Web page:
Those of you who frequent this blog understand my interest with geothermal power and my frustration that we don’t take it seriously in Canada, despite the massive resource this country offers. We’re the only major country on the Pacific “Ring of Fire” with no commercial geothermal power plants, so we haven’t even tapped the low-hanging fruit, let alone explored the opportunity presented by enhanced geothermal technologies.
But it appears the federal government — or its scientists, at least — are beginning to take notice. I recently had an e-mail exchange with Stephen Grasby, who is a geologist with the Geological Survey of Canada (part of Natural Resources Canada). I had asked Grasby about a rather primitive map of Canada’s geothermal resources that he had prepared, and whether there were more details behind it. He assured me it was “just a first order of approximation” and that the department is “currently working on a series of maps that provide contoured temperatures at different depths.”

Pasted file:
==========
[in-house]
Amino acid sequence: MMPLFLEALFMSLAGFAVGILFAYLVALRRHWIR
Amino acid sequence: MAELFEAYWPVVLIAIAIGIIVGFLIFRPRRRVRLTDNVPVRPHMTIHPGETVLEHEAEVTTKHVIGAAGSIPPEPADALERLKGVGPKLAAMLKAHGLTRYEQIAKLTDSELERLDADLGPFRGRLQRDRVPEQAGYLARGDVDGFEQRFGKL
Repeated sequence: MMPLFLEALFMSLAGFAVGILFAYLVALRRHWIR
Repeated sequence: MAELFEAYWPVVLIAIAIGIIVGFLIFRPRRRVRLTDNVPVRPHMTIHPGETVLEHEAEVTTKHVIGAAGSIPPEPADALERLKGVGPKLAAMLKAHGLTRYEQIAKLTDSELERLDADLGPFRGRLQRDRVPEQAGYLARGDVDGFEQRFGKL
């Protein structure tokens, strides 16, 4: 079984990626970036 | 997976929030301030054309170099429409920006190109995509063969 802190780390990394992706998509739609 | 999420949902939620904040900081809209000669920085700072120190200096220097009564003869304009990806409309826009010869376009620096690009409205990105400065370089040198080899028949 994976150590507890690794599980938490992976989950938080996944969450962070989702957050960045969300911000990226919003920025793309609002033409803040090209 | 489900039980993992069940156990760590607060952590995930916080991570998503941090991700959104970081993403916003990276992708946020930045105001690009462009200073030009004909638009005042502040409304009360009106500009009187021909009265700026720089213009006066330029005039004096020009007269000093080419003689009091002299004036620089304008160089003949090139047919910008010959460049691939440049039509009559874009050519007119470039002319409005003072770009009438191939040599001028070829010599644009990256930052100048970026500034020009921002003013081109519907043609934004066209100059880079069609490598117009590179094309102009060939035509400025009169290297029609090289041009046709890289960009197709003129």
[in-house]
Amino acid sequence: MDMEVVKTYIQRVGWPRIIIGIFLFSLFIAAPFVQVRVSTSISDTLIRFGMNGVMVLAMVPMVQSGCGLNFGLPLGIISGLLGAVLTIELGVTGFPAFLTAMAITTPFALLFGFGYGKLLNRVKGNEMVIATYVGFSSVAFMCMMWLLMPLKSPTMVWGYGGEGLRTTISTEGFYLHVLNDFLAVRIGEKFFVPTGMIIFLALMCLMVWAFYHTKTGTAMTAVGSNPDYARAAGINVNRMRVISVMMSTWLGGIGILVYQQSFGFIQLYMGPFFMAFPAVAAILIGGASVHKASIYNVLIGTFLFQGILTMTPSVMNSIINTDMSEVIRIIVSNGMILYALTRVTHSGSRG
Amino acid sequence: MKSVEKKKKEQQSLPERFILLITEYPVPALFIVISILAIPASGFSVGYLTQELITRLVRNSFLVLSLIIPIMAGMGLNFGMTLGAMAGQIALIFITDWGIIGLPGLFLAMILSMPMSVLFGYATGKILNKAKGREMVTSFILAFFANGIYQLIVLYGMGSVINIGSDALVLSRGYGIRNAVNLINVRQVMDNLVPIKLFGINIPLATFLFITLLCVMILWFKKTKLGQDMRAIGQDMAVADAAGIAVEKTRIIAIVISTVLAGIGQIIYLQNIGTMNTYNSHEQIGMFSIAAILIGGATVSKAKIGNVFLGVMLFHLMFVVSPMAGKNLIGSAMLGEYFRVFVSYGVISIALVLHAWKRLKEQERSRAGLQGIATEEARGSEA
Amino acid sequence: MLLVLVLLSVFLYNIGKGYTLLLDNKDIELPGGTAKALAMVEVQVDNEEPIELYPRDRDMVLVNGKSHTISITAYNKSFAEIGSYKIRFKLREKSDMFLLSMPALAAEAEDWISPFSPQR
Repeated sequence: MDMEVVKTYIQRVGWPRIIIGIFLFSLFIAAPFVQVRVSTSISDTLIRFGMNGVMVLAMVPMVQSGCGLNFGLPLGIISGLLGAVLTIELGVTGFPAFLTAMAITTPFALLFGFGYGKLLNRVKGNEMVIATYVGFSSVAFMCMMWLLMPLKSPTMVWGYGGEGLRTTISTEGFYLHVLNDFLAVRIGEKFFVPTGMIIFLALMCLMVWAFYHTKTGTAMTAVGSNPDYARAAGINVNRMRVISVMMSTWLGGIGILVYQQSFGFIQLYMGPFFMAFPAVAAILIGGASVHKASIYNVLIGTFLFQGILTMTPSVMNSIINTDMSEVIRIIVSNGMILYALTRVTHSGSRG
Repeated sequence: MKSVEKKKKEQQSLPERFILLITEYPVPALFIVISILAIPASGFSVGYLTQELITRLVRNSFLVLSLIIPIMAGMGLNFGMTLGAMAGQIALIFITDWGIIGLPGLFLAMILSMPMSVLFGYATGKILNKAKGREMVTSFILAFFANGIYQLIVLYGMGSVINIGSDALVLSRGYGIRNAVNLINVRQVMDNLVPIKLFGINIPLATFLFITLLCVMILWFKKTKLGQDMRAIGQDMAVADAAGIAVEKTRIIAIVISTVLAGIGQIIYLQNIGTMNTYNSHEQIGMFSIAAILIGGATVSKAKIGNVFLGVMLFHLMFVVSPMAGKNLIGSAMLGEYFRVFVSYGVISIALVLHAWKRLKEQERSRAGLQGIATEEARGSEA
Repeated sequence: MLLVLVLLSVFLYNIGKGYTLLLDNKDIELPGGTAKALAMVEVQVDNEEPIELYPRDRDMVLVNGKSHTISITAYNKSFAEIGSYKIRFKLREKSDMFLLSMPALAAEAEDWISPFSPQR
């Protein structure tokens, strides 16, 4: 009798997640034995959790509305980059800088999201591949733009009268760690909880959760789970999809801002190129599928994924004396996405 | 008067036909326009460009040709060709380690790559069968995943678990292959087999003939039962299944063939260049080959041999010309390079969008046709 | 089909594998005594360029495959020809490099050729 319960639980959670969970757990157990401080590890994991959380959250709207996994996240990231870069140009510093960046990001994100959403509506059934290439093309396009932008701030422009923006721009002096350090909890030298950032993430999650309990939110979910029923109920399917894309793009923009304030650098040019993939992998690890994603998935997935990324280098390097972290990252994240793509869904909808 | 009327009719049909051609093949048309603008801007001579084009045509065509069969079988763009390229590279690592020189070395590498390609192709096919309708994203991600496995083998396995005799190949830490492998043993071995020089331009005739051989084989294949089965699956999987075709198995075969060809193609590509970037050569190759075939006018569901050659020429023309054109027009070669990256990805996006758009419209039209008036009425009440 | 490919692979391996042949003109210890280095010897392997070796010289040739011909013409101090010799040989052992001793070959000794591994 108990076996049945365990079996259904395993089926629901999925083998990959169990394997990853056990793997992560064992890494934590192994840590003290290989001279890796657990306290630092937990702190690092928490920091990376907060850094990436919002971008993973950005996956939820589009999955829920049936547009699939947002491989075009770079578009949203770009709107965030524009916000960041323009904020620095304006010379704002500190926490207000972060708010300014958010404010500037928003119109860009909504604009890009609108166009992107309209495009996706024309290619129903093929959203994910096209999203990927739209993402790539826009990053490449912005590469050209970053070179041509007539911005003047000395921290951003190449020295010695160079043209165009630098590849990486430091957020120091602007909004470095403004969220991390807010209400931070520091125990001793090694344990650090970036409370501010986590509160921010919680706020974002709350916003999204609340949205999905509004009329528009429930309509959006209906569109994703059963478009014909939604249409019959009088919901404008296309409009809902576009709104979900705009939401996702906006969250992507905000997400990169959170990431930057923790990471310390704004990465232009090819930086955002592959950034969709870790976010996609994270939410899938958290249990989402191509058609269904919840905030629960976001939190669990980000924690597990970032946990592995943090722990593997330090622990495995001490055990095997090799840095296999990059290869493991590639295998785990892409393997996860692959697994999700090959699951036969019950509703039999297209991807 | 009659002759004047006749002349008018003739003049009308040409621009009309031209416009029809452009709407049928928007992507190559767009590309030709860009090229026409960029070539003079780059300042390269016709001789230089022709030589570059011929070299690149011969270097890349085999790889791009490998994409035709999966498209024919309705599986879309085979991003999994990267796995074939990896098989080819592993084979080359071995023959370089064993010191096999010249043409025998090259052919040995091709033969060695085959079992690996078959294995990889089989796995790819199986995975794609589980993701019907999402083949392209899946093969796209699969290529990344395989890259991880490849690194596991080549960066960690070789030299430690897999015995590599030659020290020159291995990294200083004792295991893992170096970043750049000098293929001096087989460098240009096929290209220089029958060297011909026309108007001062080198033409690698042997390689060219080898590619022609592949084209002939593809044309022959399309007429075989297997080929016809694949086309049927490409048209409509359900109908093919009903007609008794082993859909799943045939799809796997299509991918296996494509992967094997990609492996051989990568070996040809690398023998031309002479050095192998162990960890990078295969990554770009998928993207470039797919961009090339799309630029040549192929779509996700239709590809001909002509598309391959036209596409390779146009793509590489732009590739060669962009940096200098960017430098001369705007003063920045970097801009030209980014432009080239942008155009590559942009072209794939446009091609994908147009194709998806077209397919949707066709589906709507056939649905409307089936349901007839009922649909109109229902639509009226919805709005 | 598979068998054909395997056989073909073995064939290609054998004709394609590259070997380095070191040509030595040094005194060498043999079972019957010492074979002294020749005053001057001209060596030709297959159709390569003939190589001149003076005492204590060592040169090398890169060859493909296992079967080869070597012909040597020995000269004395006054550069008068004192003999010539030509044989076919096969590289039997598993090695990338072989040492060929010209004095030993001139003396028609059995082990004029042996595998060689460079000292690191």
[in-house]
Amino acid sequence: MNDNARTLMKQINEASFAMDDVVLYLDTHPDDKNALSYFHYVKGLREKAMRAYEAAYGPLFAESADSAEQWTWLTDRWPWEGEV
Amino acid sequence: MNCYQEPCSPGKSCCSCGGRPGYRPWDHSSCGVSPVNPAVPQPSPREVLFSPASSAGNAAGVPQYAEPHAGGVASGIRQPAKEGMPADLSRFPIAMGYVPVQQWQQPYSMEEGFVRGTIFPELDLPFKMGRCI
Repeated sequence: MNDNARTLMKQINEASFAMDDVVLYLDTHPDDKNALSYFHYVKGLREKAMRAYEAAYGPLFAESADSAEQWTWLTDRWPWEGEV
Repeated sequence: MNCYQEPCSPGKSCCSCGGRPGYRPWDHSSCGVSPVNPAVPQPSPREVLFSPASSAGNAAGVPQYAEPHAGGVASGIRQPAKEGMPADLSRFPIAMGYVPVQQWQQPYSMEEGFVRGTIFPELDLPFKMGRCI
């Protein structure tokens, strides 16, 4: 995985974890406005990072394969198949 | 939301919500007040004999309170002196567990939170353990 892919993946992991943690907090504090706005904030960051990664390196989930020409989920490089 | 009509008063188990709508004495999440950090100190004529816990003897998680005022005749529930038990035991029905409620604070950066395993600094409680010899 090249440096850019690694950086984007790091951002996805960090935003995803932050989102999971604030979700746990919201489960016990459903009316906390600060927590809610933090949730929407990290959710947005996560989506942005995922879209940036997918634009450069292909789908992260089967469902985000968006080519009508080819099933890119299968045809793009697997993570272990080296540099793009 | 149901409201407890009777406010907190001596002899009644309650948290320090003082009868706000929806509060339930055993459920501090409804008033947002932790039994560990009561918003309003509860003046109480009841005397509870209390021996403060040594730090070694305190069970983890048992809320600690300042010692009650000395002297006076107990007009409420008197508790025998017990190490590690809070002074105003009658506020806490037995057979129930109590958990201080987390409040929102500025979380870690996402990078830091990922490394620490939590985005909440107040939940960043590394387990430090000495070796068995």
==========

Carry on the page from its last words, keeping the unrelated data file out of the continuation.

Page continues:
Grasby conceded there’s “very little data” for temperatures deeper than 4 kilometres anywhere in the country. “So the best we can do is extrapolate temperature gradients,” he said, adding that the survey also has enhanced geothermal (EGS) on its radar. “The EGS is an exciting opportunity but we know little about the potential in Canada as of yet. Currently we are assessing what data and knowledge on geothermal potential we have as the previous Geothermal Energy Program was ended in 1985 and there is some consideration being given to restarting some activities on that front.”
It’s a small, but positive step. Now, more than ever, is the time to start pressuring the federal government to move faster and more decisively in this direction. The opportunity for renewable baseload power generation in this country is too significant to ignore.